25. Apr 2018
  26. www.openpraxis.org www.openpraxis.org
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    1. Open education does not constitute a discipline, in the manner of a hard science for example, so there is no agreed canon of research that all researchers will be familiar with. It is also an area that practitioners tend to move into from other fields, often because of an interest in applying aspects of openness to their foundational discipline. This can be seen as an advantage, in that different perspectives are brought into the domain, and it evolves rapidly. However, it also results in an absence of shared knowledge, with the consequence that existing knowledge is often ‘rediscovered’ or not built upon.

      In order for open education to be more than a movement, it feels like we should be consciously moving in this direction - to define a canonical set of resources that are foundational to the field in order to help orient others and further define ourselves as a field/discipline. Because, as we have seen with MOOC's, if we do not do it, then others will do it for us.

  27. Mar 2018
    1. Having found my voice in the academic community and a means to engage in the meaningful deployment of my abilities across institutional and national boundaries thanks to the open internet, I have made yet another career "modification" - one where I can pass on a new perspective to students considering teaching languages.

      agency, voice research community

  28. Jan 2018
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  30. Sep 2017
    1. We’re delighted to announce that the California Digital Library has been awarded a 2-year NSF EAGER grant to support active, machine-actionable data management plans (DMPs).
  31. Jun 2017
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  33. Jun 2016
    1. “papers are the only scientific artifacts that are guaranteed to be preserved.”

      Under the current mode of action.

  34. May 2016
    1. The essay competition will run until June 15th and will be judged by a committee of scientists, librarians, members of industry, and students based on the following criteria.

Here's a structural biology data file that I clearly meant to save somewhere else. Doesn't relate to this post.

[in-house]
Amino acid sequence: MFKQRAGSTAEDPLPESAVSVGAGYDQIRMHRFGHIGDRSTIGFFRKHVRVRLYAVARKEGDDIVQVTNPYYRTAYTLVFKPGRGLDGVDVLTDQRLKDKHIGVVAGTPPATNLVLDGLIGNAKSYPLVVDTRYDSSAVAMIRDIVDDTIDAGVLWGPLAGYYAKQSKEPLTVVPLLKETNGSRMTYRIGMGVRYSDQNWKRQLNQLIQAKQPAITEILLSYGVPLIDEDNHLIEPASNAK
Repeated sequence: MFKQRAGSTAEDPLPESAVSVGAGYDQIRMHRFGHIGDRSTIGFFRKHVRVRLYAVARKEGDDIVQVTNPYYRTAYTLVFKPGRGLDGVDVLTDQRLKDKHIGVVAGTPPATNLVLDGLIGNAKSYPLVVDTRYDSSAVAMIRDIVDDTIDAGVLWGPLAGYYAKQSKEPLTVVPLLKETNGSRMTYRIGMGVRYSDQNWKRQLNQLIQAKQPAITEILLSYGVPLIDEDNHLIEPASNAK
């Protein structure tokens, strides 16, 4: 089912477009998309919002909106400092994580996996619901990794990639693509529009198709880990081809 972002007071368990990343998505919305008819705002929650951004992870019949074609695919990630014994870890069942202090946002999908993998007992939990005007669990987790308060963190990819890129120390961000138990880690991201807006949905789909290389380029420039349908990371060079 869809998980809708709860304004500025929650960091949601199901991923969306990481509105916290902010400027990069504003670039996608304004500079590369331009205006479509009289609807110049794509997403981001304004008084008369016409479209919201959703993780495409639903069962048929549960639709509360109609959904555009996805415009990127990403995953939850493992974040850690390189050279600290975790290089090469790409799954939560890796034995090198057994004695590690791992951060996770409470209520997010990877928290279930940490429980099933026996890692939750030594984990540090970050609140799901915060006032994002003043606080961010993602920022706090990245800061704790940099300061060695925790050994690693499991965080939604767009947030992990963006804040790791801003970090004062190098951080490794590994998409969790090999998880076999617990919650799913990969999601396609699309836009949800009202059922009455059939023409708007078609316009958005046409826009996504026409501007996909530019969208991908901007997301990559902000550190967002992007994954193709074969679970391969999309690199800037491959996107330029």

Which criteria are you referring to?

  35. Mar 2016
    1. If the average college student spends approximately $1000 per year on textbooks and yet performs scholastically no better than the student who utilizes free OER, what exactly is being purchased with that $1000?

      Supplemental materials?

    1. A framework for assessing fitness for purpose in open educational resources

      When does using OER make sense... This is a great framework, especially if we are talking about assessing the OER completely on its own. But that probably isn't reality. OER is meant to be used, as in a process rather than a finished product. That process, the purposeful integration of the interactions and connections between teachers, students, "content" and the "open" public should be the foundation for such a framework.

  36. Feb 2016
  37. Jan 2016
    1. Publishing an open-access paper in a journal can be prohibitively expensive. Some researchers are drumming up support for a movement to change that
  38. Dec 2015
    1. We believe that openness and transparency are core values of science. For a long time, technological obstacles existed preventing transparency from being the norm. With the advent of the internet, however, these obstacles have largely disappeared. The promise of open research can finally be realized, but this will require a cultural change in science. The power to create that change lies in the peer-review process.

      We suggest that beginning January 1, 2017, reviewers make open practices a pre-condition for more comprehensive review. This is already in reviewers’ power; to drive the change, all that is needed is for reviewers to collectively agree that the time for change has come.

  39. Nov 2015
    1. Open Education We believe that educational opportunities should be available to all learners. Creating an open education ecosystem involves making learning materials, data, and educational opportunities available without restrictions imposed by copyright laws, access barriers, or exclusive proprietary systems that lack interoperability and limit the free exchange of information.

      DOE office of ed tech